One of the problems encountered by many partnerships results from the fact that the partners may share many interests and thus both partners may want the airplane at the same time, causing scheduling conflicts. Of course, this works both ways, since with the partners having common interests, they may take trips together, even family vacations.

With a general partnership, you must be abundantly aware of the fact that each partner is responsible for the actions of the other(s). I know of an instance where one partner ran out of fuel, crashed, and killed himself and his passenger. The passenger’s family sued the remaining partner (who had absolutely nothing to do with the event), and virtually wiped him out. He lost a thriving business as a result of the judgment, and this after the airplane’s insurer had paid out the policy limits. In this case the victim’s family was particularly vindictive because the passenger was a girl in her 20s carrying on with a 53-year-old married guy (the pilot). Unfair? Certainly, but that’s the law … and please believe me when I assert that there’s no relationship whatever between law and justice. Nobody ever said that life has to be fair.

Before you enter into a partnership, you should know the other person or persons thoroughly. You must be in complete agreement with your prospective partners regarding matters of maintenance, upgrading of equipment, scheduling use of the airplane, all financial matters, etc.

Group Ownership (The Way to Go)

Finally we come to the only way in which aircraft ownership can be justified on an economic basis for the pleasure flyer who has little or no business-related use for an airplane – group ownership. Over the years I have been associated with several flying clubs in which each member owned a share of the airplane or airplanes, and each of these groups was quite different from each of the others in terms of membership, organization, etc. For example, in some cases the members actually own shares in the airplane or airplanes, while in others they set up a nonprofit corporation which owns the aircraft, and each member owns shares of stock in the corporation.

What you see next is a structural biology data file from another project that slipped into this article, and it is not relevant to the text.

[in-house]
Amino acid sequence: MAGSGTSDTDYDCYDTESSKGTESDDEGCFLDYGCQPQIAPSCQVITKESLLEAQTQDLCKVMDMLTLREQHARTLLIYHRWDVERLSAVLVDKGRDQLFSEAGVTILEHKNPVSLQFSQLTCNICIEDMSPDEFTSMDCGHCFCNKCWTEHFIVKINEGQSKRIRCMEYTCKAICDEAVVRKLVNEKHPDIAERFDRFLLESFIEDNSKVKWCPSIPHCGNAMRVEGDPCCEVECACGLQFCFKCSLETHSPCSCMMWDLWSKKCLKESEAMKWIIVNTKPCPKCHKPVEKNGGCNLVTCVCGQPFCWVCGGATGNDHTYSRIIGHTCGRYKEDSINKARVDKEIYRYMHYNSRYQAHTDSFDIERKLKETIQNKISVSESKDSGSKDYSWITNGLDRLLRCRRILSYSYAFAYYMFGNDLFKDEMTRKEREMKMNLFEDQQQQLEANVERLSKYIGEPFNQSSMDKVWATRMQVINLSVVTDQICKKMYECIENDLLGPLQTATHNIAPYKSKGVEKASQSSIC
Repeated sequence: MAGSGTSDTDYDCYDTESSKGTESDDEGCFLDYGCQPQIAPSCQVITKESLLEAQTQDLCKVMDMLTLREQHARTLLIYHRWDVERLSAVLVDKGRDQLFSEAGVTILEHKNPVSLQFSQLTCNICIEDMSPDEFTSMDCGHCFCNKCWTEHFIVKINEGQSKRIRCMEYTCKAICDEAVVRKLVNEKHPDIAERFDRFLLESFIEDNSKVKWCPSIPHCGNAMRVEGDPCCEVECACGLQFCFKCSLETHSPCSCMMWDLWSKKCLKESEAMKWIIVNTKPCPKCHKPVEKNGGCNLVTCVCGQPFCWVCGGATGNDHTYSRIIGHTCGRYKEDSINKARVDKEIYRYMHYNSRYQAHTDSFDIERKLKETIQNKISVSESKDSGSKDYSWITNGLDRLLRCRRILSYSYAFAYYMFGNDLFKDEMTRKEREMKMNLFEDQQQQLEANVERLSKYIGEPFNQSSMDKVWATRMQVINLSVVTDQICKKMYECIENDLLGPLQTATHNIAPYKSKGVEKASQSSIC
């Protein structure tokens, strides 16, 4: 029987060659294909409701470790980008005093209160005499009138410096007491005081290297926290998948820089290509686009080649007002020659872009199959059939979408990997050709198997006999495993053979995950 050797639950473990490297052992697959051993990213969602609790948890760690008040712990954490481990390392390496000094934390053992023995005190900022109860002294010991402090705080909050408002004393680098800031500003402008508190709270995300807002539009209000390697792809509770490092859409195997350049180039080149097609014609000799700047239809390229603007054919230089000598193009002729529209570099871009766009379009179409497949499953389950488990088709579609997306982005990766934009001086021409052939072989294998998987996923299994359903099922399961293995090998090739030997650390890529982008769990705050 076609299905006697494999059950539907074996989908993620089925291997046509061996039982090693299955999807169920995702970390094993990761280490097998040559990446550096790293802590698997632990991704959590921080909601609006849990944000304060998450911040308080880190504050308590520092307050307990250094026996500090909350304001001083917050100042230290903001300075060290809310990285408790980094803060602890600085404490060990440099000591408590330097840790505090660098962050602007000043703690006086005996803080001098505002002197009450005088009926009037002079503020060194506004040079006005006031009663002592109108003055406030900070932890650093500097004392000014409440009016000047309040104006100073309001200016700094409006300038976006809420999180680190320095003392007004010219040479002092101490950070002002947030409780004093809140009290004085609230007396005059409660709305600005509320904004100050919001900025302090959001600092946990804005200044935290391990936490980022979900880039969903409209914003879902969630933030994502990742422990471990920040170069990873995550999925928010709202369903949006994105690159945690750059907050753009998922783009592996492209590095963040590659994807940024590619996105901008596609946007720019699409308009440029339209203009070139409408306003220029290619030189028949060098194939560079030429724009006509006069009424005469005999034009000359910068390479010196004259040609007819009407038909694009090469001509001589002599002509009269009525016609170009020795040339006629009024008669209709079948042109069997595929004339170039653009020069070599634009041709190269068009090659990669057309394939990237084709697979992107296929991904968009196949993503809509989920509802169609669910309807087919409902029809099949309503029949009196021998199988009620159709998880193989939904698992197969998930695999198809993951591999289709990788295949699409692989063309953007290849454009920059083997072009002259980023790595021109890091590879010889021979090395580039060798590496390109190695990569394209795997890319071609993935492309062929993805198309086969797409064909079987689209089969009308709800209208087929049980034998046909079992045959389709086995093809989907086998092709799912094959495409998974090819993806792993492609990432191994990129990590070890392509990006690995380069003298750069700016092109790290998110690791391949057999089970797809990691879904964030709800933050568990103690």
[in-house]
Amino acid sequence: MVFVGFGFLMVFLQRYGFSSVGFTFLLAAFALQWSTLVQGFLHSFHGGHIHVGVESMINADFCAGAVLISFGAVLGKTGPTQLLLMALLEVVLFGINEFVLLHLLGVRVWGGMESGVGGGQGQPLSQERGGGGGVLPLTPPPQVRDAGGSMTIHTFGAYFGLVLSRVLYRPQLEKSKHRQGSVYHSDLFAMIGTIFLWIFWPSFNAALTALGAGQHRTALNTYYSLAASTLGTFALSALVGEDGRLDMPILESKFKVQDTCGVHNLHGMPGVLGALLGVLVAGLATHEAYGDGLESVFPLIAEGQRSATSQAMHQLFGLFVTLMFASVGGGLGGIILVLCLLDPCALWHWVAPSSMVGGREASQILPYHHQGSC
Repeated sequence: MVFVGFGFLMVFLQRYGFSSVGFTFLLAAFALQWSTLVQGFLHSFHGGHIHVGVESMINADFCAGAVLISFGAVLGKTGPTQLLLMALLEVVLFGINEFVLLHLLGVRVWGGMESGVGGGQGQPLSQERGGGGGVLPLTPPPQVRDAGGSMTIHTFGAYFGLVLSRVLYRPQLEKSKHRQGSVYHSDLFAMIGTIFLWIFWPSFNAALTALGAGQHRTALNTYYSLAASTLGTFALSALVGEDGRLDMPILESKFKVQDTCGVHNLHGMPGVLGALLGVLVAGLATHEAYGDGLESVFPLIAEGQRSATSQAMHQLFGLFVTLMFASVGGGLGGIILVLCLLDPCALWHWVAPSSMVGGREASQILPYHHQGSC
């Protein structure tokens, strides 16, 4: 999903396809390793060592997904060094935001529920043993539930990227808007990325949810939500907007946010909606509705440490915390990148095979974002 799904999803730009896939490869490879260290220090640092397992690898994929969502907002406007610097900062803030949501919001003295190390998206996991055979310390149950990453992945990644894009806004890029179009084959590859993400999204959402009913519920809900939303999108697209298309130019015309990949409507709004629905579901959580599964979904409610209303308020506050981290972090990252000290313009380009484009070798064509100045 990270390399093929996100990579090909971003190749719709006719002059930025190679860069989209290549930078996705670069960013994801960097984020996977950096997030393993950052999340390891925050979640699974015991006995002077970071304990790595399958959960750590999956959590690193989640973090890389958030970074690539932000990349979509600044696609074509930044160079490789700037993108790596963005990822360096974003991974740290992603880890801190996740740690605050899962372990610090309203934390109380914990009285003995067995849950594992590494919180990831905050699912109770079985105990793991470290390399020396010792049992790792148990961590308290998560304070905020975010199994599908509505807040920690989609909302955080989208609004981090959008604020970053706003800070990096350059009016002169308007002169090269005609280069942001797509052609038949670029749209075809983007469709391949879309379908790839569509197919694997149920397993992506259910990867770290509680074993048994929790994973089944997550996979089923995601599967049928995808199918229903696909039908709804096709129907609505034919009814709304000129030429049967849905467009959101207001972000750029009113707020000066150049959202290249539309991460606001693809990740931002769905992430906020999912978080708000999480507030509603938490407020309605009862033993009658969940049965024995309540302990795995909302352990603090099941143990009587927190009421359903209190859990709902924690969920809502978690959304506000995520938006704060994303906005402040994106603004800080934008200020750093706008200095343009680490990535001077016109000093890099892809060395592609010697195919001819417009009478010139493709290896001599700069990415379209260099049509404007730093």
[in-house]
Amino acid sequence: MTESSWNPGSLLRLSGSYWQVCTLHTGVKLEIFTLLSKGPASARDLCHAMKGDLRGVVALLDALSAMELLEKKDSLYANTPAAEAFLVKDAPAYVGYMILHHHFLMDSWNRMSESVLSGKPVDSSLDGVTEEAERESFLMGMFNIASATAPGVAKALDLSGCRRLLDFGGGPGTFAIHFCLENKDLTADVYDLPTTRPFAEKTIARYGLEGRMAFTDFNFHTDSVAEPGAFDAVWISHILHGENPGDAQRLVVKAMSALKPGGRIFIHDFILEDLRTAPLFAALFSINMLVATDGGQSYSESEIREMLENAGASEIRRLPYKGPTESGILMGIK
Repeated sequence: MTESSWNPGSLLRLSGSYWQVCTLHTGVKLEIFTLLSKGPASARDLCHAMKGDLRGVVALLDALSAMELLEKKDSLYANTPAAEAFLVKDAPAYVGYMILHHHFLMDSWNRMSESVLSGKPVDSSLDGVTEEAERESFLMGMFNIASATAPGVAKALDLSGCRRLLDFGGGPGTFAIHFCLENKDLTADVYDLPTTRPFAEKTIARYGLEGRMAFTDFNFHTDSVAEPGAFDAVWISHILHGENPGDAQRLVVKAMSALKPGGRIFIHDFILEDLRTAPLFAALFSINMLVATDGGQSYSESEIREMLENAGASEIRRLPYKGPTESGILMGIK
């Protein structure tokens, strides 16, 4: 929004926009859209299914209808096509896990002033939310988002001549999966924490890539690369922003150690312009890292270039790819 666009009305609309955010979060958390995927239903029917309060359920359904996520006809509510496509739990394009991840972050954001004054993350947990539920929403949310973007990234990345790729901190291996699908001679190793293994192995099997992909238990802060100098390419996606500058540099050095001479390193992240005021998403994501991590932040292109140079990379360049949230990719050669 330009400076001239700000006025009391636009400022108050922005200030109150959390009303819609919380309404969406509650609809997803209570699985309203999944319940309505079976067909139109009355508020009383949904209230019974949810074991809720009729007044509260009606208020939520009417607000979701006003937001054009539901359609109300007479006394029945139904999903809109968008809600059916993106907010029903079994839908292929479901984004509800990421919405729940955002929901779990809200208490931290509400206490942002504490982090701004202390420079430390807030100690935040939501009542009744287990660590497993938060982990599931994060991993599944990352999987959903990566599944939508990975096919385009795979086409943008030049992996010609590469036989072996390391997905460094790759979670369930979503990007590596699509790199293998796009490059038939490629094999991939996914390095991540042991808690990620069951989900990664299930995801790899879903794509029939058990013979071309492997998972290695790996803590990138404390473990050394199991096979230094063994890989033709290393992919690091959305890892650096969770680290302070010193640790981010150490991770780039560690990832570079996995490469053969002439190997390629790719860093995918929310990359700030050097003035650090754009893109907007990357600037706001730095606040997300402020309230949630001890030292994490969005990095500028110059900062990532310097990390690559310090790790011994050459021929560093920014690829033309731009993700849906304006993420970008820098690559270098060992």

Piper J-3 CubIn the 1950s I was one of four guys who jointly owned two airplanes – a Beech Model 35 (the original Bonanza) and an early Navion – and it worked out very well. Of course, in those days, life was a good deal simpler – with very few lawsuits. At the same time, I was given a free membership in a club with over 150 members and four airplanes. They made me an honorary member and let me fly their equipment in return for checking out their members. (As I recall, their dues were $3.00 per month and they charged $3.00 per hour to fly the Cub and $4.00 per hour for the four-place airplanes.)

Then, in the early 1960s, after I had sold my own airplane and before I founded my flight school, I joined yet another club with 17 members and one airplane. Availability was no problem. Only two of us flew the airplane very much, so 15 other guys were subsidizing our flying. It worked very well for us. This is not an unusual situation. My experience indicates that availability of the equipment belonging to a flying club is rarely a problem. For the most part the members of a flying club have access to an airplane any time they want one.


Cessna 170aI have been the “official” instructor for several other clubs, so I think I’m somewhat of an authority on flying club organization and operation. Although some flying clubs are sort of informal partnerships in which each individual owns a share of the aircraft, the most common form of organization is for the group to form a nonprofit corporation. The corporation owns the equipment (airplane or airplanes and associated equipment-powered towbars, tugs, or whatever). The members each own an equal share of stock in the corporation. The bylaws are carefully drawn to cover such things as dues, scheduling, engine reserve, general maintenance, etc. Usually the bylaws also contain provisions for just how a member may sell his share and to whom. Sometimes a departing member must sell his share to the club so the club can then select the incoming person to whom that membership may be sold.